Bell Canada tries to force hearing off Zoom to in-person, but arbitrator says no

A Zoom meeting in progress. Photo: Anna Shvets/Pexels

An arbitrator has dismissed an effort by Bell Canada to force a hearing to happen in person rather than via Zoom.

Bell asked the arbitrator to hold the in-person meeting, in Toronto, due to the case’s human rights allegations and credibility issues. Unifor, the union involved in the dispute, resisted that idea and took the position that a “presumption currently exists in favour of video hearings.”


On July 7, 2021, the arbitrator was appointed, and the first hearing began via videoconference, on March 1, 2022. Mediation efforts did not succeed.

Subsequent hearing dates were set for Dec. 7, 2022; Jan. 11, 2023; and Jan. 31, 2023. The arbitrator confirmed that the hearings on those dates “will continue via Zoom.”

After the Zoom links were sent, Bell’s lawyer asked for the hearing to take place in person.

“With respect to your email below, I discussed with my client (the employer) and it was our recollection that, at the last hearing in March (which turned into a mediation), you had expressed a clear preference for an in-person hearing to the extent that there were going to be human rights components to this grievance,” the lawyer wrote.

The union’s lawyer, though, said Unifor’s instruction “are to proceed virtually by Zoom and not in person for this hearing. The union does not see that there is any real advantage to proceeding in person at this point.”

In-person hearings are ‘gold standard’

First, the arbitrator agreed with Bell’s position that in-person hearings “represent the traditional gold standard, for both courts and arbitrators. However, as the legal world has discovered since the start of the pandemic, hearings can take place effectively via video conference.”

Second, it pointed out that lawyers have spent “considerable time” establishing best practices for digital hearings.

In Ontario, for example, the Joint E-Hearings Task Force of the Advocates’ Society, the Ontario Bar Association, the Federation of Ontario Law Associations, and the Ontario Trial Lawyers Association published a guide entitled Best Practices for Remote Hearings.

Public health situation

Third, while it accepted Bell’s argument that the pandemic situation is not as elevated as it was a year ago, the “public health situation remains significantly different from the time when most labour arbitrations took place in person.”

Fourth, this arbitration involves the Canadian Human Rights Act. If the matter had been heard by the Canadian Human Rights Tribunal (CHRT), it “presumably” would have proceeded by videoconference.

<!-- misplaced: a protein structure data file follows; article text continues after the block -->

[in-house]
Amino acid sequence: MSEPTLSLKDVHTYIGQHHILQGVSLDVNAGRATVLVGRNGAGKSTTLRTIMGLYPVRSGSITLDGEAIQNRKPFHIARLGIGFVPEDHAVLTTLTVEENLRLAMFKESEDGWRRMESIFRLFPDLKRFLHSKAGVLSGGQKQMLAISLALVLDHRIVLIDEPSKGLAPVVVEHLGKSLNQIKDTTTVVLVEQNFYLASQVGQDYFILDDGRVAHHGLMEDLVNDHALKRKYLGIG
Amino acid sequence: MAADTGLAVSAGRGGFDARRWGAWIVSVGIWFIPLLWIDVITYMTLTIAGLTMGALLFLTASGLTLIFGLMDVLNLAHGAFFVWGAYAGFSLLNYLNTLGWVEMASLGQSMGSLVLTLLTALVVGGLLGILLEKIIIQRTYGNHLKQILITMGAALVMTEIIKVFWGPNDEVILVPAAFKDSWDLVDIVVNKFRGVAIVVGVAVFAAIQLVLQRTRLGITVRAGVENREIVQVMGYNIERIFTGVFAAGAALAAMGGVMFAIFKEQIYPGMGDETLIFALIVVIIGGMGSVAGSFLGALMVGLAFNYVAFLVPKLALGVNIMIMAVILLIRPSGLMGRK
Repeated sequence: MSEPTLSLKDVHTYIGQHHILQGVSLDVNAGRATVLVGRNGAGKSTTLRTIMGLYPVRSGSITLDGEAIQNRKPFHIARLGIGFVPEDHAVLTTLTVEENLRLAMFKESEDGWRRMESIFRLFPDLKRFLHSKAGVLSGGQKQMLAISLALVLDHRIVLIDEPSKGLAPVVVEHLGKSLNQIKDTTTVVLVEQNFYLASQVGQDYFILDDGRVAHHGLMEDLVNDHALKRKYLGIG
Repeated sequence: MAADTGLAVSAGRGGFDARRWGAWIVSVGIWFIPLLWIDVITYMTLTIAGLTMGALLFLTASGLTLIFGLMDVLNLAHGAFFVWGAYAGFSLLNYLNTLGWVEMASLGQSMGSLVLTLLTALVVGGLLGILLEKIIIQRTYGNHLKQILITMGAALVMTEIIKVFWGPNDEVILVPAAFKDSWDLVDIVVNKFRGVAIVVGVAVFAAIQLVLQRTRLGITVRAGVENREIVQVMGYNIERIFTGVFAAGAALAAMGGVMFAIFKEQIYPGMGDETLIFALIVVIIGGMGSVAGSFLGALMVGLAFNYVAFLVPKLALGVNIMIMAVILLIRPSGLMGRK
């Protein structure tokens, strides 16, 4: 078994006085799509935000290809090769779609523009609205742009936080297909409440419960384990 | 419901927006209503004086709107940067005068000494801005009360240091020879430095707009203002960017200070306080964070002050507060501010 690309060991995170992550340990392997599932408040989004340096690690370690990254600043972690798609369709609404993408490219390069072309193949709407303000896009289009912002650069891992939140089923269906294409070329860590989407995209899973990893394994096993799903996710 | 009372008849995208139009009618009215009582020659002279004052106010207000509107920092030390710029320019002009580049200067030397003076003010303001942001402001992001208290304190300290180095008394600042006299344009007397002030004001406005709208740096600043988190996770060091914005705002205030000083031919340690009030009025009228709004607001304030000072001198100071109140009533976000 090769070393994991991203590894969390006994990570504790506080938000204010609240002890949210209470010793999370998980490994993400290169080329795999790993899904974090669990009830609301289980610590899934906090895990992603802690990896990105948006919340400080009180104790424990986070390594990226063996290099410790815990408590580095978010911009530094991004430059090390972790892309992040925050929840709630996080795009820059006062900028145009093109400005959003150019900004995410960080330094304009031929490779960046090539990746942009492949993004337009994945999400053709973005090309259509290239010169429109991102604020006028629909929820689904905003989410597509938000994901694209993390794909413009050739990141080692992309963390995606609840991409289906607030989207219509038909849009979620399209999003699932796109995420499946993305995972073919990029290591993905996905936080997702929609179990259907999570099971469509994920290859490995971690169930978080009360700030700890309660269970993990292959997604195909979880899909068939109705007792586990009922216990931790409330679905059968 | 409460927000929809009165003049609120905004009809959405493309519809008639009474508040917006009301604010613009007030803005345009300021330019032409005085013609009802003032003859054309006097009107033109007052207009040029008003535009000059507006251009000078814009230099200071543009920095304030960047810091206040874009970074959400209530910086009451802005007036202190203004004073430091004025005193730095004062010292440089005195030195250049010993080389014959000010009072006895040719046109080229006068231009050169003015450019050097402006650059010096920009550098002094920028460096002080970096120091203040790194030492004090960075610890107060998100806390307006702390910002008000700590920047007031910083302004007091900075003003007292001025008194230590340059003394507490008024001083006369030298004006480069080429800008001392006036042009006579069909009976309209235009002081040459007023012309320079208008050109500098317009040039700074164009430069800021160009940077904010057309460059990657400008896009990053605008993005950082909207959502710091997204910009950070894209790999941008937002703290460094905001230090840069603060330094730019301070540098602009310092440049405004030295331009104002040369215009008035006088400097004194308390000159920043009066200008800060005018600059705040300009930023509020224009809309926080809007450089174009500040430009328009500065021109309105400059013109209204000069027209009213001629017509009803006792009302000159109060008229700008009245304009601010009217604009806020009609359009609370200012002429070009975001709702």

The CHRT considers the following factors when deciding on the type of hearing:

  • the fairness and accessibility of the form of hearing
  • availability of technology and tools
  • health and safety requirements
  • proportionality: cost, time and effort for the parties and the tribunal relative to nature of proceeding
  • the parties’ preferences and interests.

The arbitrator also said that “credibility issues” alone are not sufficient reaons to hold an in-person hearing when a Zoom call van perform the same function.

Additional costs of in-person meetings

It also pointed out there would be “unforeseen additional costs” to both parties if the arbitrator had to travel to Toronto for three separate hearing dates in December 2022 and January 2023.

“Arbitrations in recent years have involved zero disbursements charges,” it said. “Had the parties originally contemplated an oral hearing, they may well have chosen an arbitrator in Toronto to avoid those costs. That consideration disappears for video hearings.”

(The arbitrator signed the document in Ottawa, meaning they were presumably based in that city — which is more than 400 kilometres from Toronto.)

Taking all that into account, the arbitrator ruled the hearings in this case would continue via Zoom.

“Both parties mentioned the ‘new normal,'” it said. “It remains to be seen whether we will return to a situation where seasonal colds and the flu represent standard risks to the population.”

It also emphasized that is decision “only addresses the current reality as of December 2022. That reality could change, especially if the courts and labour tribunals readopt in-person hearings as the default way of proceeding.”

For more information, see Unifor, Local 25 v Bell Canada, 2022 CanLII 114272 (CA LA)